Re-Framing Binary Choices


Runninger with Borish & Milder
Dr. Runninger pictured on your left

Dr. Jack Runninger, an optometrist who left nothing to chance (having written his own obituary before he died), was fond of relating the story about a gravely ill patient that he visited bedside. When asked if there was anything he could do for him, the patient replied: “Doc, before I die, I just have to know the answer to the question. Which was better? Number one, or number two?”

I don’t recall the last time I asked a patient that binary question behind a phoropter. I have held different lenses or prisms loosely, or sometimes have the patient hold up various lenses or prisms, and ask them comparison questions. Occasionally I’ll put it in a trial frame. But those iddy biddy 38 mm holes that make the patient feel like they’re peering through a periscope are a sad substitute for what the lenses or prisms will do in real space.

Even if you go for the binary question, what does it mean to the patient when you ask “which is better”? Better in what sense? Ah … that’s where the payoff is. Think of how you explain to a parent (or patient), for example, that the low plus or low prism glasses you’re prescribing have nothing to do with how sharp things look. So exactly what is the Rx supposed to do? Therein lies the right words in posing the question when you’re “refracting”. Or more to the point, when you’re probing. How does the lens make you feel? Does it change the way things look? Is it different depending on when you look through it with one eye open or with both eyes together?

Binaries are okay in terms of bigger/smaller, closer/further, easier/harder, softer/harder/, and of course sharper or blurrier. But sometimes it’s better “not to lead the witness” in terms of framing either/or binary choices. Does a contemplated lens/prism change out in the real world make things look or feel weird in any way? Or just the opposite – does it seem to calm things? Maybe it creates a greater change in the space between things. Surely, if the patient has no idea what to say, express her feelings, or what the heck you’re talking about, by all means go with the binary choices. This is particularly true with the “I dunno” kids.

Lastly, understand your patient’s principal needs. If the patient expects to be immersed in a book or computer most of the day, with all due respect to visual hygiene he or she may not have the luxury of taking frequent breaks. In some cases distance visual needs are almost irrelevant, and you want to focus on best visual performance at near. Again, not necessarily the binary of sharper vs. blurrier, but which lens and/or prism combination makes it easier to concentrate, focus, make print bigger, easier to look at, keep your place when scanning, and so forth. I’ll always hand the patient a book at and them to read a little bit while making comparisons. Or if they’re laptopers, come on over to my desk and give the lens/prism comparisons a try. Hard to do that through those iddy biddy phoropter 38s.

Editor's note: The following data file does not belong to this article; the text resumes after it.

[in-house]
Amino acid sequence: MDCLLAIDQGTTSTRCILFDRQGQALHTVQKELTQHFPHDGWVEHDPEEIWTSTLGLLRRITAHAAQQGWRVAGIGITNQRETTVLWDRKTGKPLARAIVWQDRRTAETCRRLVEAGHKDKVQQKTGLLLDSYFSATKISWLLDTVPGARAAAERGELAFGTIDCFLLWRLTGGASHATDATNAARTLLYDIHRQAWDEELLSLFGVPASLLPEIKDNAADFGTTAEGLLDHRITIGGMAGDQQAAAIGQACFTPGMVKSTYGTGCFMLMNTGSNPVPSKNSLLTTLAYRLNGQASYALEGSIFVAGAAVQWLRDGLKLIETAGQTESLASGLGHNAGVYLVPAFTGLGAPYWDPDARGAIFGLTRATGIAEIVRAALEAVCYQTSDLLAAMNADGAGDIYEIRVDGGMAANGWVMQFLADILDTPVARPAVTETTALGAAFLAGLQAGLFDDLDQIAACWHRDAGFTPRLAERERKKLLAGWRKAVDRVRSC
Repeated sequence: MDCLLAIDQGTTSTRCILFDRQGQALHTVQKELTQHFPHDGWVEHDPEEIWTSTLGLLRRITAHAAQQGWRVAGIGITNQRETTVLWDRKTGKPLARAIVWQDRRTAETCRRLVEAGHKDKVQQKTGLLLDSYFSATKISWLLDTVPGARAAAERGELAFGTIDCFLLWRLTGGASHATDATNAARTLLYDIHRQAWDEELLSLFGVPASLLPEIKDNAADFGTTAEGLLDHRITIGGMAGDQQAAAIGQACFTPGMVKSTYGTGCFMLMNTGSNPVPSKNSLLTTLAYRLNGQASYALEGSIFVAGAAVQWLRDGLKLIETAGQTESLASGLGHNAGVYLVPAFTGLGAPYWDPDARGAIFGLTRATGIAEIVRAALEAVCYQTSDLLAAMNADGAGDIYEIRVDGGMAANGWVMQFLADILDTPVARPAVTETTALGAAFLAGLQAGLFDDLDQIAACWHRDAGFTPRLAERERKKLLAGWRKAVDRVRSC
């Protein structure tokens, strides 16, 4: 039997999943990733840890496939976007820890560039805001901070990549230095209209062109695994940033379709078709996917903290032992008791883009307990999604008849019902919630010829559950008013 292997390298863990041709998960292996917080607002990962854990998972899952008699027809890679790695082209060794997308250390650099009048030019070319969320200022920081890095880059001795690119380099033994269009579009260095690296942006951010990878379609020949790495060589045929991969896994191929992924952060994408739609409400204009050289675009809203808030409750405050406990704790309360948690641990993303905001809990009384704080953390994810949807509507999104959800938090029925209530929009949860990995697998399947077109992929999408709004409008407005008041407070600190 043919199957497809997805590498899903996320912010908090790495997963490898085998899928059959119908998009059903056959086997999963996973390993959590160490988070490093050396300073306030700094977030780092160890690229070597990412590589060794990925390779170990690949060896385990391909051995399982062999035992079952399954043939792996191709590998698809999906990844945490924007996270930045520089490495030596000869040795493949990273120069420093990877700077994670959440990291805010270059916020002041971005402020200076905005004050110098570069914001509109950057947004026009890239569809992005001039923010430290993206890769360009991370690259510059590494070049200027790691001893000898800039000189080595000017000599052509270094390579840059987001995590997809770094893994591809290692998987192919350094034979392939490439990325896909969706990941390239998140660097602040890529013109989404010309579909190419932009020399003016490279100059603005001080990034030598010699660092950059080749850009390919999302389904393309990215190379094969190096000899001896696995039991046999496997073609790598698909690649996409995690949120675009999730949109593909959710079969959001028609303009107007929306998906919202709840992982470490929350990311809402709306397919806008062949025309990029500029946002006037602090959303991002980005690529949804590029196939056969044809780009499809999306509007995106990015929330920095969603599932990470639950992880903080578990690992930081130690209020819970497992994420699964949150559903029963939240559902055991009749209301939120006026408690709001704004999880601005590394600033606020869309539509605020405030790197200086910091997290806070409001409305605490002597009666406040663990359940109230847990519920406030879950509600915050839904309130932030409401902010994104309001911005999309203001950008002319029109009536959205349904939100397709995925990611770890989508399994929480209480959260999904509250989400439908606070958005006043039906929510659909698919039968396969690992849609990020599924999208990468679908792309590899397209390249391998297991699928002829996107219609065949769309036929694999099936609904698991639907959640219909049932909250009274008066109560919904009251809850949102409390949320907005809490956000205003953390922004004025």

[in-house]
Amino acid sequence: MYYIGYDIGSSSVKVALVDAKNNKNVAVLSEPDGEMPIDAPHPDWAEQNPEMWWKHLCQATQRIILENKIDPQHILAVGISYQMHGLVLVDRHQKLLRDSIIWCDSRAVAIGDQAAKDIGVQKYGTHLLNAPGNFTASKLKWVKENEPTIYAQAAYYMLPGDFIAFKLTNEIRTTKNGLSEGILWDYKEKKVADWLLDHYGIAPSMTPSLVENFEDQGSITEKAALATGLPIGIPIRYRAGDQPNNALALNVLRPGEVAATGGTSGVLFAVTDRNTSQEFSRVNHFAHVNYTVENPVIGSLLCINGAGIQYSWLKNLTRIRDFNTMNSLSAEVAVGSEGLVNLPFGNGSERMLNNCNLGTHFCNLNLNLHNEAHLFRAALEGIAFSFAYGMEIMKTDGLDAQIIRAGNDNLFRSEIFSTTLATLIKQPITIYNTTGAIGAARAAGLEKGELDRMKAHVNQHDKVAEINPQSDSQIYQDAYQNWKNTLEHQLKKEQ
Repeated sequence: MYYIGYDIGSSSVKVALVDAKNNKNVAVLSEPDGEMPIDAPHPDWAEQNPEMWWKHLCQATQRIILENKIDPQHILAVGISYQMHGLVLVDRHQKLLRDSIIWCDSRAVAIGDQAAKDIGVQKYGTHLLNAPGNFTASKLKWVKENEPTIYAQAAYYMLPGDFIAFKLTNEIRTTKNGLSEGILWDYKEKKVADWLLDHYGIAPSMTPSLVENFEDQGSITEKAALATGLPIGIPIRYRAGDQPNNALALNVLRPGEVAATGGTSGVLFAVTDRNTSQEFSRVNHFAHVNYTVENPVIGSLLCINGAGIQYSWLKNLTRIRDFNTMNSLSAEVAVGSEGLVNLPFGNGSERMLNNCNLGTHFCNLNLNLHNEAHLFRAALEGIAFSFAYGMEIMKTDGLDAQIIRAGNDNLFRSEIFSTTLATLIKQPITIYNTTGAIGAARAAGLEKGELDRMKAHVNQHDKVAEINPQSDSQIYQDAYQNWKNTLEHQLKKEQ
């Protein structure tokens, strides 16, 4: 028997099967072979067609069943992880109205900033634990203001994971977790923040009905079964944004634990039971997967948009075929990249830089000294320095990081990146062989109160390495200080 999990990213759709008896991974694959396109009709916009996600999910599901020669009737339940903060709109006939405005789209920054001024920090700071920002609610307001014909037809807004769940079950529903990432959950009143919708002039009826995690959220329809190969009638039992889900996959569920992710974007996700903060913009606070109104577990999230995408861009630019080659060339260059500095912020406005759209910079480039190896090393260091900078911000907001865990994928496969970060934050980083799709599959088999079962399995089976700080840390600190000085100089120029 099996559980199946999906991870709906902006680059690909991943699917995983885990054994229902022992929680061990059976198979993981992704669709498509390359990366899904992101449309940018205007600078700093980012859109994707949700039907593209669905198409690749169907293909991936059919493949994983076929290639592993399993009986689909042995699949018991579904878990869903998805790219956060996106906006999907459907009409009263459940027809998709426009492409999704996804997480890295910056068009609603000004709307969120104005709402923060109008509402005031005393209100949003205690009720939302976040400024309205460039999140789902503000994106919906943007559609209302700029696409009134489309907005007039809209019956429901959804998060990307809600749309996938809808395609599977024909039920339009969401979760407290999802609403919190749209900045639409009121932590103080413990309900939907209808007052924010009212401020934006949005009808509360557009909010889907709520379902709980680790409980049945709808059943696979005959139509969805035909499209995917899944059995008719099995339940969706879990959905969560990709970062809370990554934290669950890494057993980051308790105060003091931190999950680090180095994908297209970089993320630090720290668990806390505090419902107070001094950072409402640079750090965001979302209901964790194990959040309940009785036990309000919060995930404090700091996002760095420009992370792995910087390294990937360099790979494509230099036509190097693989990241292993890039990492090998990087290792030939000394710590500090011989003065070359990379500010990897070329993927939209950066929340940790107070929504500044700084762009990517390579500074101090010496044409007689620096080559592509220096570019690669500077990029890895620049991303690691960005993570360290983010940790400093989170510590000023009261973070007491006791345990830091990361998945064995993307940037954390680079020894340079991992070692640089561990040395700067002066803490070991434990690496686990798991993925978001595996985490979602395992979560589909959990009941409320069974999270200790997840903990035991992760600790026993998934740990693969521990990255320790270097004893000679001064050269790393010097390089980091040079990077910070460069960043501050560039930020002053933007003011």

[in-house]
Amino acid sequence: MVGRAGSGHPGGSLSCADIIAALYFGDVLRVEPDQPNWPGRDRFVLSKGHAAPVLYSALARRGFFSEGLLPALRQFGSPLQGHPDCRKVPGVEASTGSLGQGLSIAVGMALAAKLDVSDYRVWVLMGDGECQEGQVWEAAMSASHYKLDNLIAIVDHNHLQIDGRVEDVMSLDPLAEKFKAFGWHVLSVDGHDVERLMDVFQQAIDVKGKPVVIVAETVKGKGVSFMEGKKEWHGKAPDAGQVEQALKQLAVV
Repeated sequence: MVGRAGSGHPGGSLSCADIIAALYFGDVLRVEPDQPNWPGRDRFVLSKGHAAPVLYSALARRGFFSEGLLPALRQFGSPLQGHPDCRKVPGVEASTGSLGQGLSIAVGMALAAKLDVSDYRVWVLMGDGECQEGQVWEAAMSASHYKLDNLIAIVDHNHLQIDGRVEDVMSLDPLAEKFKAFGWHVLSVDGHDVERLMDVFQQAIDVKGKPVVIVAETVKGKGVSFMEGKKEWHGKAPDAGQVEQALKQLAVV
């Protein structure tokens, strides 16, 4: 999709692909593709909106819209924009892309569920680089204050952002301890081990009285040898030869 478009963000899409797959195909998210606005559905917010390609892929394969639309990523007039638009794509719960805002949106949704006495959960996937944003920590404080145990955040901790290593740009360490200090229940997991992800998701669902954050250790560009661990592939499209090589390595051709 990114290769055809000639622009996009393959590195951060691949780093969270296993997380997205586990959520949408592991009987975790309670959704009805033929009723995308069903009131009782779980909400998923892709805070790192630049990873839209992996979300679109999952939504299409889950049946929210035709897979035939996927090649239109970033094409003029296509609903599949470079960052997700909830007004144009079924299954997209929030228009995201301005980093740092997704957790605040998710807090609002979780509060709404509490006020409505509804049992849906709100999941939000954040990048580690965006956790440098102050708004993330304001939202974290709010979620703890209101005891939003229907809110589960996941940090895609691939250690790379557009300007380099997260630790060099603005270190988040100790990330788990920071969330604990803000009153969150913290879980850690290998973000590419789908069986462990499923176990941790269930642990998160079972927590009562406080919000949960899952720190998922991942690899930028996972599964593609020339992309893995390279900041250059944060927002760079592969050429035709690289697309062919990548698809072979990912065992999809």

Sometimes this works like a charm. Recently I had a 22 year-old Rabbinical student who came in with the following refraction:

OD: -1.50 sph => 20/20

OS: -4.75-0.50cx170 => 20/25

He was in the habit of removing his Rx for near, and pulling in his text to read at about 15 cm through his left eye. (This is not the actual patient, but a simulation of what he was doing.) The closer the working distance, the easier it was for him to suppress his right eye.

Another doctor had prescribed a modified monovision spectacle Rx of:
OD: -1.50 sph

OS: -3.50 sph

But the patient found that he still preferred to remove his Rx and pull the text inward. The problem was that he couldn’t sustain working at this excessively close distance for the lengths of time required of him. In addition, he found it very difficult to scan and keep or re-locate his place. The problem in this case is that the patient had adapted to his anisometropia by using his right eye for distance and left eye for near but not in an efficient way.

We tried several different combinations and working distances before deriving that the best balance between right eye and left eye was:

OD: -0.75 sph/ 1^ BI

OS: -2.50 sph

This essentially was half of the full refraction to best distance acuity, and in conjunction with 1^ base-in for the left eye provided the highest level of binocular function including good random dot stereopsis at a more reasonable working distance closer to 40 cm.

“Which is better, #1 or #2” is entirely irrelevant in this case because the challenge wasn’t in refracting for maximum distance visual acuity. Or even near monocular visual acuity. Although by the way, Dr. Runninger‘s patient was reassured to learn, before he departed this earth, that number one really was better.

6 thoughts on “Re-Framing Binary Choices

  1. On the better-one-or-two question, it’s easier to Google it. Times have changed since we went to school. That said, I’ve been exploring the role of emotion in vision, and your “How does that feel?” Fits in well. We see what we value. The feel of value could be emotion, just as belief could be value on the steroids of emotion. And seeing is believing. Tell someone they are NOT seeing something they believe to be in front of them and get ready for a fight.

  2. During the lectures in Berlin, which I was allowed to enjoy Hans-Joachim Haase in the 70´s, he was engaged to teach us that one should find out the “BEST” visual acuity. That’s how I followed his recommodation in the beginning years. However, throughout of my life I have learned that the comfort and impression of the examinee are more important than just acuity. I want to second David Cook’s words above.

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